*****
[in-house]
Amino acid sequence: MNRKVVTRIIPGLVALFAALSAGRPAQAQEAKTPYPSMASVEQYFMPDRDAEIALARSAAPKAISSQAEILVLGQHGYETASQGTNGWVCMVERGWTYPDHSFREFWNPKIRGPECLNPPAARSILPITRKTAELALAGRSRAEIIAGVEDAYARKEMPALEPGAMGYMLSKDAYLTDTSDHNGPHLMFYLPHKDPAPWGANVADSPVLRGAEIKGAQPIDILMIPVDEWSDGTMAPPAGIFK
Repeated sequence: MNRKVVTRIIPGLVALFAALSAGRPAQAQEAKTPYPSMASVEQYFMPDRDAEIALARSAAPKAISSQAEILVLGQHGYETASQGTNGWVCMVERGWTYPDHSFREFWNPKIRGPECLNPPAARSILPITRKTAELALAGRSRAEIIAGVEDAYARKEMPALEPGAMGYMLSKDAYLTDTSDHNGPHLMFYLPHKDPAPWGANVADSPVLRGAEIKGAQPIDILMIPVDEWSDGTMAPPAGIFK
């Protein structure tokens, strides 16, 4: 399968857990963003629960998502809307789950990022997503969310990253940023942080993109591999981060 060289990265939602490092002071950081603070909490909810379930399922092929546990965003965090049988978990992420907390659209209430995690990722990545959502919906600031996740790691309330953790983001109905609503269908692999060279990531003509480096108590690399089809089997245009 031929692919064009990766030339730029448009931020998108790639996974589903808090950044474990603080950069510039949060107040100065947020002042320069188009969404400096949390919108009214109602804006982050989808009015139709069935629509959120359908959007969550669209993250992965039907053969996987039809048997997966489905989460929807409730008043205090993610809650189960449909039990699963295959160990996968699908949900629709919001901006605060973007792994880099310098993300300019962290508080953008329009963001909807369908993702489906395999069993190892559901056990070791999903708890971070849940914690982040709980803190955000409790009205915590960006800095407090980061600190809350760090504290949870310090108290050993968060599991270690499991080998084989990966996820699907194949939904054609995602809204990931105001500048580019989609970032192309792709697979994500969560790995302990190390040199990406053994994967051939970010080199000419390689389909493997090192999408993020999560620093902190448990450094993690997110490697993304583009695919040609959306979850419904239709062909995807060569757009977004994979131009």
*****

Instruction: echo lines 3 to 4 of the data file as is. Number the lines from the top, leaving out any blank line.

Repeated sequence: MNRKVVTRIIPGLVALFAALSAGRPAQAQEAKTPYPSMASVEQYFMPDRDAEIALARSAAPKAISSQAEILVLGQHGYETASQGTNGWVCMVERGWTYPDHSFREFWNPKIRGPECLNPPAARSILPITRKTAELALAGRSRAEIIAGVEDAYARKEMPALEPGAMGYMLSKDAYLTDTSDHNGPHLMFYLPHKDPAPWGANVADSPVLRGAEIKGAQPIDILMIPVDEWSDGTMAPPAGIFK
């Protein structure tokens, strides 16, 4: 399968857990963003629960998502809307789950990022997503969310990253940023942080993109591999981060 060289990265939602490092002071950081603070909490909810379930399922092929546990965003965090049988978990992420907390659209209430995690990722990545959502919906600031996740790691309330953790983001109905609503269908692999060279990531003509480096108590690399089809089997245009 031929692919064009990766030339730029448009931020998108790639996974589903808090950044474990603080950069510039949060107040100065947020002042320069188009969404400096949390919108009214109602804006982050989808009015139709069935629509959120359908959007969550669209993250992965039907053969996987039809048997997966489905989460929807409730008043205090993610809650189960449909039990699963295959160990996968699908949900629709919001901006605060973007792994880099310098993300300019962290508080953008329009963001909807369908993702489906395999069993190892559901056990070791999903708890971070849940914690982040709980803190955000409790009205915590960006800095407090980061600190809350760090504290949870310090108290050993968060599991270690499991080998084989990966996820699907194949939904054609995602809204990931105001500048580019989609970032192309792709697979994500969560790995302990190390040199990406053994994967051939970010080199000419390689389909493997090192999408993020999560620093902190448990450094993690997110490697993304583009695919040609959306979850419904239709062909995807060569757009977004994979131009």